Is there really an intruder in the house? A giant bear in the backyard? A jackhammer blasting away in the next room? Hallucinations -- seeing, hearing, or smelling things that aren't really there -- often increase in the evening among those with severe-stage Alzheimer's who experience them.
Experts aren't sure why this time of day is problematic; it may be related to similar forces that cause sundown syndrome. But because upsetting hallucinations at night can make the person in your care anxious or upset, they often interfere with everyone's sleep.
Your best bets to preserve sleep:
Acknowledge the imaginary presence or situation. Comment on it matter of factly. There's no harm in agreeing, if a little white lie is appropriate to the circumstances.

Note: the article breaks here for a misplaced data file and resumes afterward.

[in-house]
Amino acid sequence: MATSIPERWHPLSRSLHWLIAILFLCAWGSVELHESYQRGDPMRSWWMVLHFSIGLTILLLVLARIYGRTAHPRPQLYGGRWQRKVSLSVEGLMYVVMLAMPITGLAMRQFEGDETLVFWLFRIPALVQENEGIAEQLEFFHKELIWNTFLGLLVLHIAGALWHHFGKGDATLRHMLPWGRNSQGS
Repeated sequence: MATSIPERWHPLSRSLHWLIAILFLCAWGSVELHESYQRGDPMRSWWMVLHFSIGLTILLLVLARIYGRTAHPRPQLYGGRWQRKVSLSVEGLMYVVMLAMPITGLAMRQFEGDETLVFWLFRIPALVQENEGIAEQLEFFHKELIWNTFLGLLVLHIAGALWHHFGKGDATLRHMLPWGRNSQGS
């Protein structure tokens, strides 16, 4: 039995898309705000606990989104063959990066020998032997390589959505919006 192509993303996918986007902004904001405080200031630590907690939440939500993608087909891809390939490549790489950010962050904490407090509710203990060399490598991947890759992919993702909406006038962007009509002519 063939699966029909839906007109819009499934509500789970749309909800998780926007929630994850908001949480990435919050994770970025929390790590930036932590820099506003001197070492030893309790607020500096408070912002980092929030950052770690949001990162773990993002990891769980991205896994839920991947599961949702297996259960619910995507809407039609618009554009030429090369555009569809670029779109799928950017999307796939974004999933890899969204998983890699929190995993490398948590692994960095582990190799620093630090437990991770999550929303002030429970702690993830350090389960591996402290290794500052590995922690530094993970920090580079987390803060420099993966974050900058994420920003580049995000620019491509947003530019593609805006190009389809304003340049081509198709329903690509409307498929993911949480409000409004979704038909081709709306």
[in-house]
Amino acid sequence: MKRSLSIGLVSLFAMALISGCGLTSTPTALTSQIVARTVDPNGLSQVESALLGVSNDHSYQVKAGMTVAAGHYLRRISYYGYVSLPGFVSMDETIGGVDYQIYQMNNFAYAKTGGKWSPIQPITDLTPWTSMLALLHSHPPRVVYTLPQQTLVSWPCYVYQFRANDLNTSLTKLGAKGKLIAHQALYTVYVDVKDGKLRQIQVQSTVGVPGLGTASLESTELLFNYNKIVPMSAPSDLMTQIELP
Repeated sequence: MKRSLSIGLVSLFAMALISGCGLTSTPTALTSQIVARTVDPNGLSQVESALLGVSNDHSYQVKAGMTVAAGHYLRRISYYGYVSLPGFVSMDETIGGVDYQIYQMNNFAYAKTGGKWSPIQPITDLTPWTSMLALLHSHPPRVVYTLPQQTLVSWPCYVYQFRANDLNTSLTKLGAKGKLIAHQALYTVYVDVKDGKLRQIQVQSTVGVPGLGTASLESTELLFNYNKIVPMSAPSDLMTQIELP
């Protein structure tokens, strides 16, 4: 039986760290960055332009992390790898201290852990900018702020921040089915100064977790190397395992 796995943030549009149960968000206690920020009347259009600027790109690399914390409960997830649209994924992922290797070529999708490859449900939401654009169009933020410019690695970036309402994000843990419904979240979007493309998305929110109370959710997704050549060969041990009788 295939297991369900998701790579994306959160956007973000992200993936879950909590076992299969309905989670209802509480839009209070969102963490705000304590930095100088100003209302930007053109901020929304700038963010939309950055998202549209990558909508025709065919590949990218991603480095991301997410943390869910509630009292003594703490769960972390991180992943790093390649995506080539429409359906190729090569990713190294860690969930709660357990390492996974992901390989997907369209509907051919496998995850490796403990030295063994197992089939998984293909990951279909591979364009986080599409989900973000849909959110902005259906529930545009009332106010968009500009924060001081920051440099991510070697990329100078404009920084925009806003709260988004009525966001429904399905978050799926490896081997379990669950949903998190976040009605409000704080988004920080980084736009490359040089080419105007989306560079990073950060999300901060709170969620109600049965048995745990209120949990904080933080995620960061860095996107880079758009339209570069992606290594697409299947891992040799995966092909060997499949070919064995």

Assure your loved one that you'll take care of it. Realize that some hallucinations aren't upsetting; someone may seem happy to "see" a long-dead relative, for example -- but even welcome visions can stir everyone up.
Distract your loved one with a pleasant experience, such as a glass of warm milk or some music.
Keep the evening wind-down routine as calming and as normal as you can.
See more great ideas for dealing with hallucinations.